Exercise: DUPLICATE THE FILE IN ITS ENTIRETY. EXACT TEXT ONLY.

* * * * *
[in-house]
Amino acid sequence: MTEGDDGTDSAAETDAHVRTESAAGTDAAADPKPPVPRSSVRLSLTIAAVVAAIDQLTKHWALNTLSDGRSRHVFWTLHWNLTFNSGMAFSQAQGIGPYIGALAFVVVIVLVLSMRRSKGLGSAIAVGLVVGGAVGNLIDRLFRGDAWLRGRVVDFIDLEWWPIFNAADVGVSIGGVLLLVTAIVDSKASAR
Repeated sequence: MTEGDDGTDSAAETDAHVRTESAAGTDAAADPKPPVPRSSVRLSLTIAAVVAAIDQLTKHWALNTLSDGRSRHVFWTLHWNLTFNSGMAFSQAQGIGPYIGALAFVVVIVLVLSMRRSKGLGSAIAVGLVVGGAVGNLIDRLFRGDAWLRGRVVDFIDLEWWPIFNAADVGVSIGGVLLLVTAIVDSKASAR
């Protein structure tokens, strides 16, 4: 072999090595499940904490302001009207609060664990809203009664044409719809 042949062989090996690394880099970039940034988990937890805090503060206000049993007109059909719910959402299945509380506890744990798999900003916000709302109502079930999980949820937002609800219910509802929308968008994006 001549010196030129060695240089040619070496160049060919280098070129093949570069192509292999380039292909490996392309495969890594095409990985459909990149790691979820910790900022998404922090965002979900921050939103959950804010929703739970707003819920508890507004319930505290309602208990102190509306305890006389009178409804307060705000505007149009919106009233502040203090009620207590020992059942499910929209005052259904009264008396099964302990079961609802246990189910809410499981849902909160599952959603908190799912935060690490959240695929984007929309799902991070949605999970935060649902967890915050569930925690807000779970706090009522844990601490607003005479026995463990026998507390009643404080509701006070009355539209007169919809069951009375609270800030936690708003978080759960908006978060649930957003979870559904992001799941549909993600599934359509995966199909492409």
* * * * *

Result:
[in-house]
Amino acid sequence: MTEGDDGTDSAAETDAHVRTESAAGTDAAADPKPPVPRSSVRLSLTIAAVVAAIDQLTKHWALNTLSDGRSRHVFWTLHWNLTFNSGMAFSQAQGIGPYIGALAFVVVIVLVLSMRRSKGLGSAIAVGLVVGGAVGNLIDRLFRGDAWLRGRVVDFIDLEWWPIFNAADVGVSIGGVLLLVTAIVDSKASAR
Repeated sequence: MTEGDDGTDSAAETDAHVRTESAAGTDAAADPKPPVPRSSVRLSLTIAAVVAAIDQLTKHWALNTLSDGRSRHVFWTLHWNLTFNSGMAFSQAQGIGPYIGALAFVVVIVLVLSMRRSKGLGSAIAVGLVVGGAVGNLIDRLFRGDAWLRGRVVDFIDLEWWPIFNAADVGVSIGGVLLLVTAIVDSKASAR
């Protein structure tokens, strides 16, 4: 072999090595499940904490302001009207609060664990809203009664044409719809 042949062989090996690394880099970039940034988990937890805090503060206000049993007109059909719910959402299945509380506890744990798999900003916000709302109502079930999980949820937002609800219910509802929308968008994006 001549010196030129060695240089040619070496160049060919280098070129093949570069192509292999380039292909490996392309495969890594095409990985459909990149790691979820910790900022998404922090965002979900921050939103959950804010929703739970707003819920508890507004319930505290309602208990102190509306305890006389009178409804307060705000505007149009919106009233502040203090009620207590020992059942499910929209005052259904009264008396099964302990079961609802246990189910809410499981849902909160599952959603908190799912935060690490959240695929984007929309799902991070949605999970935060649902967890915050569930925690807000779970706090009522844990601490607003005479026995463990026998507390009643404080509701006070009355539209007169919809069951009375609270800030936690708003978080759960908006978060649930957003979870559904992001799941549909993600599934359509995966199909492409």